Phonics: L-family blends
- Write the word cloud on the board and read it with students. Underline the cl and explain that the sounds of these letters blend together to stand for the /kl/ sound. Ask students to say the blend. Explain to them that cl is one of the blends in the group of l-family blends.
- Have students look on page 5 to see if they can find another word with an l-family blend (blow).
- Repeat with the word flashes on page 7.
- Write the following blends on the board: bl, cl, fl, gl, pl, sl. Say each blend with students. Have students brainstorm words that begin with each blend. Write each word under the appropriate blend.
- Independent practice: Introduce, explain, and have students complete the l-family blends worksheet. If time allows, discuss their answers.
Grammar and Mechanics: Capitalization
- Write the sentences from page 4 of the book on the board. Read them aloud with students.
- Circle the letter at the beginning of each sentence. Ask students what they notice about these letters. Explain that all sentences begin with a capital letter. It is a signal that lets readers know a new sentence is beginning.
- Underline the T in the word Tim. Explain to students that writers also use a capital letter at the beginning of a name. Review or explain that these special naming words are called proper nouns.
- Write the following sentence on the board: we saw pat. Ask volunteers to identify the words that need a capital letter and why (we is at the beginning of the sentence; Pat is the name of a person).
Check for understanding: Have students circle all the proper nouns in their book and underline the capital letter at the beginning of each sentence.
Word Work: Alphabetical order
- Write the words sky and wind on the board. Underline the first letter in each word. Ask students what letter comes first in the alphabet: s or w.
- Review or explain that words are sometimes placed in a list by ABC, or alphabetical, order. Words are placed in alphabetical order by looking first at the initial letter in each word and deciding which letter comes first in the alphabet. Explain that sky would come first in an alphabetical list.
- List the following content vocabulary words out of order on the board: winds, blow, sky, clouds, lightning, thunder, rain. Have students write the words in alphabetical order on a separate piece of paper. When they have finished, discuss their answers.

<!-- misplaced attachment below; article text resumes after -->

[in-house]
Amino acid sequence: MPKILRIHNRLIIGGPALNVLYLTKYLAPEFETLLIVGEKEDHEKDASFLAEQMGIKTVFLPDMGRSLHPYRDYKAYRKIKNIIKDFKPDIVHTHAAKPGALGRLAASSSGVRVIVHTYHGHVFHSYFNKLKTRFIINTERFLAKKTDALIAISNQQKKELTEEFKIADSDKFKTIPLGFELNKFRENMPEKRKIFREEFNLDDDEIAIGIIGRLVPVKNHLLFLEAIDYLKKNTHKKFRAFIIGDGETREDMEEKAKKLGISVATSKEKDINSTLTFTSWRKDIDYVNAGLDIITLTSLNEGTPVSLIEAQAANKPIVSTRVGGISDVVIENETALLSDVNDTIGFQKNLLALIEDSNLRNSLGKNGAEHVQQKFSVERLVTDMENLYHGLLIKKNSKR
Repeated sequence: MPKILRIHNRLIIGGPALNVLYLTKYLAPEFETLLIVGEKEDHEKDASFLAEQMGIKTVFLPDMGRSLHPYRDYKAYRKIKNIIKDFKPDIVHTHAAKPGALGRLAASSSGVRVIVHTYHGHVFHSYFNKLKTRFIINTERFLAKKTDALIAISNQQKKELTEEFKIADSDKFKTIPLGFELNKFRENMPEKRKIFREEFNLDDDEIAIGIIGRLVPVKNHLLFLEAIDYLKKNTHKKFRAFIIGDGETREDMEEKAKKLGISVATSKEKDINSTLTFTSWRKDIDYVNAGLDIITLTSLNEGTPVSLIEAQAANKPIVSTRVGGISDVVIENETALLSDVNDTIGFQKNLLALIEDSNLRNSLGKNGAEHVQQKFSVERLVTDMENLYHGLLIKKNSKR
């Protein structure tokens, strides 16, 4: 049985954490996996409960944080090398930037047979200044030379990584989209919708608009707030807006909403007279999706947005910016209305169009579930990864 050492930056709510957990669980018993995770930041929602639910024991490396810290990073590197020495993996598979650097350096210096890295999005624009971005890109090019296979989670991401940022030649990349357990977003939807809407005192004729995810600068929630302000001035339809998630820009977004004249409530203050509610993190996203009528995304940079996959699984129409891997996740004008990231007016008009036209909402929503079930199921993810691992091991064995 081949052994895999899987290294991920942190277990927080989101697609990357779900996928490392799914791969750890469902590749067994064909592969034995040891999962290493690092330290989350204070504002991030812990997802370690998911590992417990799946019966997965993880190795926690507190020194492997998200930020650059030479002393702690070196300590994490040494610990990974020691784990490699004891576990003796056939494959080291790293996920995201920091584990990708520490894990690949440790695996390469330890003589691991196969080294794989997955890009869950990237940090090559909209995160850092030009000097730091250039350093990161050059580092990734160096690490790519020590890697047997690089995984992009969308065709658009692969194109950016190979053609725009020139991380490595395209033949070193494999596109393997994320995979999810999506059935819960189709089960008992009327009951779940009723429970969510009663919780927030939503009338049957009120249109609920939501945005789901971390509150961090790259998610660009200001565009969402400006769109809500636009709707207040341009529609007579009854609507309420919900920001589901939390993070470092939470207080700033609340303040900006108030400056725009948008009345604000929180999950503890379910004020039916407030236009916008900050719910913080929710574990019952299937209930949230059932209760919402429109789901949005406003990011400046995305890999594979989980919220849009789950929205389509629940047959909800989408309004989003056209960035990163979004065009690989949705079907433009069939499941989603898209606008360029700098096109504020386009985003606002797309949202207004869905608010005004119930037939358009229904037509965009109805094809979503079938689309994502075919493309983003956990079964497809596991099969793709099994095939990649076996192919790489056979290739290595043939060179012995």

- Allow students to read their book independently. Additionally, partners can take turns reading parts of the book to each other.
- Give students their book to take home to read with parents, caregivers, siblings, or friends.
Extend the Reading
Have students observe the weather outside. As a group, write a descriptive passage about the weather. You may want to use the cumulative pattern of the story. For example: White fluffy clouds move across the sun. White fluffy clouds move across the sun, and a shadow covers the playground.
Provide newspapers and magazines students can use to cut out pictures of different types of weather, paste on construction paper, and label. Discuss weather-related vocabulary and provide a list on the board: rainstorm, tornado, hurricane, blizzard, drought, snowstorm, flood, and tropical storm. Talk about current weather events such as hurricanes, drought, or tornadoes.
Monitor students to determine if they can:
- apply what they know about rainstorms as they read the text
- consistently connect prior knowledge to text during discussion
- correctly sequence the events in the book
- correctly blend together sounds in words
- accurately identify words with l-family blends during discussion and on a worksheet
- correctly capitalize proper nouns and words at the beginning of a sentence during discussion
- correctly place words in alphabetical order on a separate piece of paper